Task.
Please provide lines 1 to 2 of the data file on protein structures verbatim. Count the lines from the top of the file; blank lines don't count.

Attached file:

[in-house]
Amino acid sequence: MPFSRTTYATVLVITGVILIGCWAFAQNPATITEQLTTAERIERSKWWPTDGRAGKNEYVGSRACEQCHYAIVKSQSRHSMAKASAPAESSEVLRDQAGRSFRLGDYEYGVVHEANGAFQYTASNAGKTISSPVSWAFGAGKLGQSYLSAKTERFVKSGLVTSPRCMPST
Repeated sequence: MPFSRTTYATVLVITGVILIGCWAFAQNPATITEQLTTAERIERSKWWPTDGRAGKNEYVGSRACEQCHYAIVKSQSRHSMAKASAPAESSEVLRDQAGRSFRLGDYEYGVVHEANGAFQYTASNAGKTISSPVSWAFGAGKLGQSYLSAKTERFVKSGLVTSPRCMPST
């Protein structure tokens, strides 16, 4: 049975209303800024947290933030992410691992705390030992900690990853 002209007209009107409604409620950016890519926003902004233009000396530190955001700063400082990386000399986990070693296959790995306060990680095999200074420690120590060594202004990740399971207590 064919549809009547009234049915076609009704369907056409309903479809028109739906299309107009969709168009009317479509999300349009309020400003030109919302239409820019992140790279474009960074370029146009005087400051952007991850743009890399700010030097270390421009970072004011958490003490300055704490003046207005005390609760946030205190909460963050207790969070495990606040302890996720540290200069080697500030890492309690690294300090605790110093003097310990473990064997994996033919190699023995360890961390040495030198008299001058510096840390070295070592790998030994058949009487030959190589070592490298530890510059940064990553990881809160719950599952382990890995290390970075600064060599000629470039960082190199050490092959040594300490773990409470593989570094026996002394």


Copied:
[in-house]
Amino acid sequence: MPFSRTTYATVLVITGVILIGCWAFAQNPATITEQLTTAERIERSKWWPTDGRAGKNEYVGSRACEQCHYAIVKSQSRHSMAKASAPAESSEVLRDQAGRSFRLGDYEYGVVHEANGAFQYTASNAGKTISSPVSWAFGAGKLGQSYLSAKTERFVKSGLVTSPRCMPST